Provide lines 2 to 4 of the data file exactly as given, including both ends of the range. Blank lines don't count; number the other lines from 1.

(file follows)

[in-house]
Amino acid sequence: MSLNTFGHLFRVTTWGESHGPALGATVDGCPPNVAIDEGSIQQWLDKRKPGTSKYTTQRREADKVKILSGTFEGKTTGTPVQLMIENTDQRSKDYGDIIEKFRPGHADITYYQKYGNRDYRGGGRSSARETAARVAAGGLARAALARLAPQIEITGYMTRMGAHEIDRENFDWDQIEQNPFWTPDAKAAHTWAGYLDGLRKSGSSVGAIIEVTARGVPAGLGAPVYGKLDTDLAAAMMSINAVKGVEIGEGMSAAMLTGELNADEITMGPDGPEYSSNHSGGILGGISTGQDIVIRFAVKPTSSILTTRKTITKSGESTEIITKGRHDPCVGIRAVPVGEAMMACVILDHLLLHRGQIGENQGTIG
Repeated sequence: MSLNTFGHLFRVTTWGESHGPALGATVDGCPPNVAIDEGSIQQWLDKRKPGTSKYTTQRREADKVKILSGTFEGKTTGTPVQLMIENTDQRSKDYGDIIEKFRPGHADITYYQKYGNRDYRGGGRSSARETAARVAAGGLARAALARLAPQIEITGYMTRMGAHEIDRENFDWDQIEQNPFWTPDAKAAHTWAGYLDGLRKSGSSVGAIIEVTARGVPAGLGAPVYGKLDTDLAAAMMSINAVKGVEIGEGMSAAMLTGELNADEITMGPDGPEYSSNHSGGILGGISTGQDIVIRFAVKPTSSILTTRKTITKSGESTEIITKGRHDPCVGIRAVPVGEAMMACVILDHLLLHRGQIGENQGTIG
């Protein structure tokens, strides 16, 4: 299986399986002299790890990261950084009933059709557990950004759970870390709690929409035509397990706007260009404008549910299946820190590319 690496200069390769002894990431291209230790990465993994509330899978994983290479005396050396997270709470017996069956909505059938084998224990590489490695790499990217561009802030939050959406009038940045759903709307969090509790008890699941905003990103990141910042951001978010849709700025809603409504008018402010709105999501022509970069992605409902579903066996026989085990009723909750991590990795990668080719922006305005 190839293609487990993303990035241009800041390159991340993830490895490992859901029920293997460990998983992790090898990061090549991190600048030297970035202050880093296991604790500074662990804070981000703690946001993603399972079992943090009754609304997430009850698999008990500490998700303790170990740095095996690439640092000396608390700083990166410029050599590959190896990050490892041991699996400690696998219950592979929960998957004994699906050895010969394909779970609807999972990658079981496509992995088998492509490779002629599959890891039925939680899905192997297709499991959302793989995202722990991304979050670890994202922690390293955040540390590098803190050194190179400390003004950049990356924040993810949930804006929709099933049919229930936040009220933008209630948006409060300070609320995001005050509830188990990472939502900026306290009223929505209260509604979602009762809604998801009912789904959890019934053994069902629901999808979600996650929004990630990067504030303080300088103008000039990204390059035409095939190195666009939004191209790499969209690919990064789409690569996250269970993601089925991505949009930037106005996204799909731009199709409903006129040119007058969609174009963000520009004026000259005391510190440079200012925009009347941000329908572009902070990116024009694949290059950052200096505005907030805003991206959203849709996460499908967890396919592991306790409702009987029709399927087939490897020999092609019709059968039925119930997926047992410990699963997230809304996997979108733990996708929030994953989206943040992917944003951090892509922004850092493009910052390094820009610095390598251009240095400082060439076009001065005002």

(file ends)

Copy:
Amino acid sequence: MSLNTFGHLFRVTTWGESHGPALGATVDGCPPNVAIDEGSIQQWLDKRKPGTSKYTTQRREADKVKILSGTFEGKTTGTPVQLMIENTDQRSKDYGDIIEKFRPGHADITYYQKYGNRDYRGGGRSSARETAARVAAGGLARAALARLAPQIEITGYMTRMGAHEIDRENFDWDQIEQNPFWTPDAKAAHTWAGYLDGLRKSGSSVGAIIEVTARGVPAGLGAPVYGKLDTDLAAAMMSINAVKGVEIGEGMSAAMLTGELNADEITMGPDGPEYSSNHSGGILGGISTGQDIVIRFAVKPTSSILTTRKTITKSGESTEIITKGRHDPCVGIRAVPVGEAMMACVILDHLLLHRGQIGENQGTIG
Repeated sequence: MSLNTFGHLFRVTTWGESHGPALGATVDGCPPNVAIDEGSIQQWLDKRKPGTSKYTTQRREADKVKILSGTFEGKTTGTPVQLMIENTDQRSKDYGDIIEKFRPGHADITYYQKYGNRDYRGGGRSSARETAARVAAGGLARAALARLAPQIEITGYMTRMGAHEIDRENFDWDQIEQNPFWTPDAKAAHTWAGYLDGLRKSGSSVGAIIEVTARGVPAGLGAPVYGKLDTDLAAAMMSINAVKGVEIGEGMSAAMLTGELNADEITMGPDGPEYSSNHSGGILGGISTGQDIVIRFAVKPTSSILTTRKTITKSGESTEIITKGRHDPCVGIRAVPVGEAMMACVILDHLLLHRGQIGENQGTIG
């Protein structure tokens, strides 16, 4: 299986399986002299790890990261950084009933059709557990950004759970870390709690929409035509397990706007260009404008549910299946820190590319 690496200069390769002894990431291209230790990465993994509330899978994983290479005396050396997270709470017996069956909505059938084998224990590489490695790499990217561009802030939050959406009038940045759903709307969090509790008890699941905003990103990141910042951001978010849709700025809603409504008018402010709105999501022509970069992605409902579903066996026989085990009723909750991590990795990668080719922006305005 190839293609487990993303990035241009800041390159991340993830490895490992859901029920293997460990998983992790090898990061090549991190600048030297970035202050880093296991604790500074662990804070981000703690946001993603399972079992943090009754609304997430009850698999008990500490998700303790170990740095095996690439640092000396608390700083990166410029050599590959190896990050490892041991699996400690696998219950592979929960998957004994699906050895010969394909779970609807999972990658079981496509992995088998492509490779002629599959890891039925939680899905192997297709499991959302793989995202722990991304979050670890994202922690390293955040540390590098803190050194190179400390003004950049990356924040993810949930804006929709099933049919229930936040009220933008209630948006409060300070609320995001005050509830188990990472939502900026306290009223929505209260509604979602009762809604998801009912789904959890019934053994069902629901999808979600996650929004990630990067504030303080300088103008000039990204390059035409095939190195666009939004191209790499969209690919990064789409690569996250269970993601089925991505949009930037106005996204799909731009199709409903006129040119007058969609174009963000520009004026000259005391510190440079200012925009009347941000329908572009902070990116024009694949290059950052200096505005907030805003991206959203849709996460499908967890396919592991306790409702009987029709399927087939490897020999092609019709059968039925119930997926047992410990699963997230809304996997979108733990996708929030994953989206943040992917944003951090892509922004850092493009910052390094820009610095390598251009240095400082060439076009001065005002």